Joss is going to be 6months old this Sunday.  She is quickly adjusting from a cuddling/crying/sleeping infant into a baby that knows what she wants, when she wants it, and how she wants me to do it for her.

When we hit the five month mark, Sean and I were hitting a wall.  I was starting to get a rhythm with Joss that didn’t include him.   He had worked three different shifts/schedules in that short period, so counting on him for any part of the day wasn’t feasible.   Not his fault.  Totally my mistake.  So, I was getting totally overwhelmed.

It’s like I’m in shock.  I have been around kids and babies for so many years, that I didn’t expect to be stressed by the demands of being a mother.  I expected to be tired.  I expected to get frustrated with hours of crying.  I did not expect showering to be something I begged Sean to let me do when he got home.  I did not expect that she would need constant attention.  I thought she would happily hang out alone.  I thought she would sleep long periods during the day.  I thought I could do more than be a great mom.  It was not possible.

Hugs, kisses, cuddles, rhymes, diapers, bottles, and sleeping. For five months straight.  We left the house to run errands, but completing something like this made me feel like I had done something so dramatic as curing cancer.  Really?!?  This go with the flow momma can’t get a flow going.

I’m winging it. Constantly.  It’s totally fucking exhausting.  I’m no longer this free spirit. I’m obsessed with poop, how long it’s been since (fill in te blank), and safety.  I planned on being a mom that wasn’t Safety Woman. Yeah right.  I read all of the articles, I refer to an amazing group of women online, I call friends that are new parents… I’m totally stressing myself out.

My parents offered to drive Joss and I from WA to MI with them, to save us cash on half of a plane ticket for the regular summer trip back.  I was all for it.  Then I got to thinking about how much less safe driving is, statistically.  I envisioned a screaming Joss, me sobbing next to her because I felt so bad for her being trapped in the car seat for four days. Once my parents arrived, I wasn’t sure I could do it.  Then I remembered feeling the same before I moved to Seattle and the Mayo Clinic.  The “I can’t do this” feeling.  Well, time for me to suck it up and stop blaming safety for my becoming boring as shit.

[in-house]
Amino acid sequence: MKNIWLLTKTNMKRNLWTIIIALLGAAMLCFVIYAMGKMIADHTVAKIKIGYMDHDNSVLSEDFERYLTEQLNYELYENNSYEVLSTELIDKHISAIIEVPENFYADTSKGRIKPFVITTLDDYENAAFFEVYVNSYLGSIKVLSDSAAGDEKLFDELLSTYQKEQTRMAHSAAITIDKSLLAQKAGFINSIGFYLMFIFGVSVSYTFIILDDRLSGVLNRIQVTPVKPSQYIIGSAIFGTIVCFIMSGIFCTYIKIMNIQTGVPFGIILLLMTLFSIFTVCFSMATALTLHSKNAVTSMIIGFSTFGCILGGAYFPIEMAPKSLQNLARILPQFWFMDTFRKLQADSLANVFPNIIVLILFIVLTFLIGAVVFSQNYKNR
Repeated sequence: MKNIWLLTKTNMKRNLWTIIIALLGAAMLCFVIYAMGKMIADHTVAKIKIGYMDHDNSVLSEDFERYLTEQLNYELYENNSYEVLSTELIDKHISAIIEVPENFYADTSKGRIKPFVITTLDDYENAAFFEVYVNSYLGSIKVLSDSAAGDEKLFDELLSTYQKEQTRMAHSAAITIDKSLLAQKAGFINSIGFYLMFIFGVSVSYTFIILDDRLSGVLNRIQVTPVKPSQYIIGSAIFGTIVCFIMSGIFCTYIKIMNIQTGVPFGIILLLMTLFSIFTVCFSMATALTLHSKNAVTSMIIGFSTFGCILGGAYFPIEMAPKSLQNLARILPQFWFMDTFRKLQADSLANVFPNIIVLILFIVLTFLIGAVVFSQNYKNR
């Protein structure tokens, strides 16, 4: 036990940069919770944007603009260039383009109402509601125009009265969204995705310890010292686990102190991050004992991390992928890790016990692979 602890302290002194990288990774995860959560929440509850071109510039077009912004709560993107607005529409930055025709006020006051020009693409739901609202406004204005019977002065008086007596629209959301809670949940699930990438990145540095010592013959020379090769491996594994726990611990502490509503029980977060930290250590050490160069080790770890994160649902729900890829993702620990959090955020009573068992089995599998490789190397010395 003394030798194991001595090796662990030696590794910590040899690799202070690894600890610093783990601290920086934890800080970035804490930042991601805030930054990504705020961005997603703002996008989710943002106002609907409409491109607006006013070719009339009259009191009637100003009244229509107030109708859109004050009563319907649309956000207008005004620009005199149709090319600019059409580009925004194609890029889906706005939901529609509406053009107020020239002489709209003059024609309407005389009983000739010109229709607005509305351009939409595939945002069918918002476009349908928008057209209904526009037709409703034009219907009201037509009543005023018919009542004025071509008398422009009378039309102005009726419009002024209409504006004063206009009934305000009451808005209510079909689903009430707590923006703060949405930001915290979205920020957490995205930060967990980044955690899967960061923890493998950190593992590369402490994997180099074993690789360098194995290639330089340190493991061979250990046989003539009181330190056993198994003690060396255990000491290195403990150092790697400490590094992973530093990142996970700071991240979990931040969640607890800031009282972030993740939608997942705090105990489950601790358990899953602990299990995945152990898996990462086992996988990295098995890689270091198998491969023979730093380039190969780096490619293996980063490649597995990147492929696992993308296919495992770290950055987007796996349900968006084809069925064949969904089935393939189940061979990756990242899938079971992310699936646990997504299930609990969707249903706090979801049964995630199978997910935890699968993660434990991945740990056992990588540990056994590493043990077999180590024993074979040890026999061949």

Joss and I are back in MI. We made it without any freakouts until the last three hours.  She freaked.  I freaked.  Dad freaked.  Mom freaked.  It was a fantastic trip, other than those few hours.  I’m so happy I went through with it.


Now I’m back with my village.  My people.  The ones I have always expected to be around to help me raise my kids.  Joss and I are changing drastically with every day we’re here.  I’m relaxing, so she is relaxing.  Her nap times have gone from 45mins to three hours… and she doesn’t need me to hold her through the nap. She is almost weaned from being swaddled.




Grandad has taken a layoff for the three weeks Joss and I are going to be here, so it’s been like having two stay at home parents.   He has come in in tthe morning and taken her so I can sleep another hour.  He puts her down for naps while I run errands and keep my ViSalus business booming. He listens to me.  He plays with her and is excited to do so.  Then my mom gets home and she kisses all over Joss.  Holds her for naps (which Joss and Grammy love). She listens to me.


Then I head out of the house and I run into people I know. I get to enjoy more grown up conversation.  I walk around and feel less fat because, let’s face it’ Osceola is not known for it’s healthy community.  Plus, I’ve been going to the track and exercising- Babyless because Grandad is the greatest.


Sean just got laid off back in WA and I’m not sure how we can afford to get him here, but we will make it happen because he also needs this. He needs to see what our lives will be like when we can be around an entire village that loves and cares for us and our daughter.  Money is money. Happiness is everything. He needs this as bad as I do.

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3 Responses to

  1. Dixie says:

    Isn’t it difficult to always leave the house and never recognize anyone when you do??? It makes you feel sooooo, alone.

  2. newfrankyj says:

    I’ll say again…being a parent, especially during the stay-home years, is the hardest job I’ve ever had. Keep up the good work.

  3. newfrankyj says:

    I believe the above comment was supposed to be posted by my mom… But I was logged on to her computer. Hehe.

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